Posted on Tuesday, 6 March 2007 , 12:03:29 byAlina
Filed under MercedesMotorsport
In the 2007 season, Bernd Schneider, Mika Häkkinen, Bruno Spengler and Jamie Green will race the new AMG-Mercedes C-Class. Schneider (42) has been a member of the Mercedes-Benz DTM team since 1991. He achieved 41 race wins, and clinched the DTM Championship titles in 1995, 2000, 2001, 2003 and 2006. Häkkinen (38) was the 1998 and 1999 Formula One World Champion with Team McLaren Mercedes. In 2001, the Finn retired from Formula One after 161 Grands Prix and 20 wins. Four years later, he came back in the DTM winning only his third race in the AMG-Mercedes C-Class at Spa-Francorchamps, Belgium. Bruno Spengler (23) is the youngest HWA driver. For the French-Canadian, 2007 is the third year in the DTM. In his first year as a works driver in 2006, he won four races and ended the season as runner-up behind Schneider. Green (24) was the 2004 Formula 3 Euro Series Champion with a Dallara Mercedes. In the DTM, the Englishman collected six pole positions and five podium finishes until now.
Like the road car, the 2007 AMG-Mercedes C-Class also represents the third generation of this model. With 54 victories out of 106 races in which it has been entered until the end of 2006 (in 1994 and 1995 and since 2004 in the DTM and also in the 1996 ITC which had been derived from the DTM), the C-Class is not only the most successful Mercedes-Benz in the championship, but the most successful car in the history of the DTM.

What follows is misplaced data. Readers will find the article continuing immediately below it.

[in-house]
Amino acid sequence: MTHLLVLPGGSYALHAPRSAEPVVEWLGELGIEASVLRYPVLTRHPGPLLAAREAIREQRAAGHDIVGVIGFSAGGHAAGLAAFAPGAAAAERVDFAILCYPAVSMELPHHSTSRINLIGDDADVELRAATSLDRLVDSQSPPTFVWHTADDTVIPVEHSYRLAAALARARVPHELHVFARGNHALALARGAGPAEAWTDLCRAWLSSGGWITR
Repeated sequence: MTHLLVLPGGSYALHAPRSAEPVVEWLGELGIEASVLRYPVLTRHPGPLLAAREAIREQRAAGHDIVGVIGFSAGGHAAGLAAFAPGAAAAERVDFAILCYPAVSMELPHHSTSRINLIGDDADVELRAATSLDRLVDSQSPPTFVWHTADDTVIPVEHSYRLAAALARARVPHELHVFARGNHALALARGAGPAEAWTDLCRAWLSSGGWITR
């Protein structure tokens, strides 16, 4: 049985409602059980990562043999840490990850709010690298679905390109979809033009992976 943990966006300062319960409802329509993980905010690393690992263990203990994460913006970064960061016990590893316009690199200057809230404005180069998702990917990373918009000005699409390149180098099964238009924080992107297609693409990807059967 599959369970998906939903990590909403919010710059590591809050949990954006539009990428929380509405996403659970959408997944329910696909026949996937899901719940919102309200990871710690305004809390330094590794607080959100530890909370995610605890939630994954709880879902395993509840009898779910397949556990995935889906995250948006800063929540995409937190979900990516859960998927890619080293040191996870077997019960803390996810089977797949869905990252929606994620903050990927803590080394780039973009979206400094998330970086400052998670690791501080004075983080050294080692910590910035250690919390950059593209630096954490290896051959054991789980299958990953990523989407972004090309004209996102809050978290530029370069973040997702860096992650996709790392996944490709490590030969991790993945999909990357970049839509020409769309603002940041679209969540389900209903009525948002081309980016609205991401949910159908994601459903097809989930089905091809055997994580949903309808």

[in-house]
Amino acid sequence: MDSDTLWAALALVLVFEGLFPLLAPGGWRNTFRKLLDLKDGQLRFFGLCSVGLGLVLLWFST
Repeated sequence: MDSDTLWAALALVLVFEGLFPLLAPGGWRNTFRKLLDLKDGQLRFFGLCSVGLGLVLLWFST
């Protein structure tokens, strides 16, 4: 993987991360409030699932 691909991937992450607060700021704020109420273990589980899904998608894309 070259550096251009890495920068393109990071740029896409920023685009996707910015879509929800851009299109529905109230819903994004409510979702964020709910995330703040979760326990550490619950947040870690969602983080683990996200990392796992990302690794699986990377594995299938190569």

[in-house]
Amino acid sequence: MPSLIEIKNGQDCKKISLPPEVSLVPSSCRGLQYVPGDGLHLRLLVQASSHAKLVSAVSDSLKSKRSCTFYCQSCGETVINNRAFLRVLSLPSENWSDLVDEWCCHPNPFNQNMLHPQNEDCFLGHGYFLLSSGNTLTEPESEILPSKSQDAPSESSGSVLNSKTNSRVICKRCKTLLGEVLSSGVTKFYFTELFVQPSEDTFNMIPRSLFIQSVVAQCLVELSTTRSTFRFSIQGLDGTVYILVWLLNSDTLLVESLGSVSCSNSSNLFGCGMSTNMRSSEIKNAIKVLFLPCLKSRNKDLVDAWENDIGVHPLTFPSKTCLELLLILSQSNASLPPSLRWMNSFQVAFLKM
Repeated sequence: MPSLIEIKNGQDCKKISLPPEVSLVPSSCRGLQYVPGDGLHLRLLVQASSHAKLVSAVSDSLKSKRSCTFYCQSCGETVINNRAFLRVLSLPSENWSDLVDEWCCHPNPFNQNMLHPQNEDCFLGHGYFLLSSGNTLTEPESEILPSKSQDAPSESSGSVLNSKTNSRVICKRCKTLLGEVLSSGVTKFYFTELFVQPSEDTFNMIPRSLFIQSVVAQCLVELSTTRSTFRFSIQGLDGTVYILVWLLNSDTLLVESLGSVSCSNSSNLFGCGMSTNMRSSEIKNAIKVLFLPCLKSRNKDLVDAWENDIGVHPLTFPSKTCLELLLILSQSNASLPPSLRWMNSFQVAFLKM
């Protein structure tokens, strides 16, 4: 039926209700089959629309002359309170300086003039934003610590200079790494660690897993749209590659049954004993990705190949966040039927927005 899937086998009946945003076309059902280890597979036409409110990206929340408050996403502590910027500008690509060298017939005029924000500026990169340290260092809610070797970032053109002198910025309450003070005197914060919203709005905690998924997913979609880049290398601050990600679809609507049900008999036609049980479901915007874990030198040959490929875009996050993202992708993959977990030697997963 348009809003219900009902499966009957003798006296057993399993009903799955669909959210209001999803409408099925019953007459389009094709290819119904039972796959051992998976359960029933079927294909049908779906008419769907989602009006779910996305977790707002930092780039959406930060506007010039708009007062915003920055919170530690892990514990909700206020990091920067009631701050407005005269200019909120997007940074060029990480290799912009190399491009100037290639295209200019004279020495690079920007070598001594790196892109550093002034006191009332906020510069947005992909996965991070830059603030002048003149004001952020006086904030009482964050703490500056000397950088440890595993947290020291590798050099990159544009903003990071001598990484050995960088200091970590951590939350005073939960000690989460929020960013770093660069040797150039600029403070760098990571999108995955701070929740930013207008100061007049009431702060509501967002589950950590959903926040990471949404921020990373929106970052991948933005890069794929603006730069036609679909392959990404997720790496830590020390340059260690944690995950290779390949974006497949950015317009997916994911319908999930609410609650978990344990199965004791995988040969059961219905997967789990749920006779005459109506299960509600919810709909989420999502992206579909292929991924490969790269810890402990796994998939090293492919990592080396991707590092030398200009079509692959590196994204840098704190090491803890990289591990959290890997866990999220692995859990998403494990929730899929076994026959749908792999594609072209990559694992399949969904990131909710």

Development, design and construction began in March 2006 when the technicians and engineers headed by Gerhard Ungar, technical director of HWA, received the CAD data for the new model. About ten months later - on January 24, 2007 - the new C-Class for the DTM made its debut on the race track. At the roll-out and initial testing in Estoril, Portugal, Bernd Schneider and Bruno Spengler took turns behind the wheel; the two drivers who had finished the 2006 championship in first and second positions respectively.
Ungar and his colleagues started with a 1:2 scale wind tunnel model, because aerodynamic development played an important role. Parts such as doors, front screen and bonnet had to be designed and manufactured completely new to match the car's new silhouette. The V8 engine with a cylinder angle of 90 degrees, a capacity of four litres and four valves per cylinder has been further optimised, particularly with respect to driveability. Equipped with two air restrictors, each with a diameter of 28 millimetres, as stipulated in the regulations, the engine now develops 350 kW/approx. 476 hp at 7500 rpm and delivers a peak torque of 500 Nm. The engineers also worked on the suspension where the toe-in and camber angles offer great scope for further improving both handling and driving dynamics.
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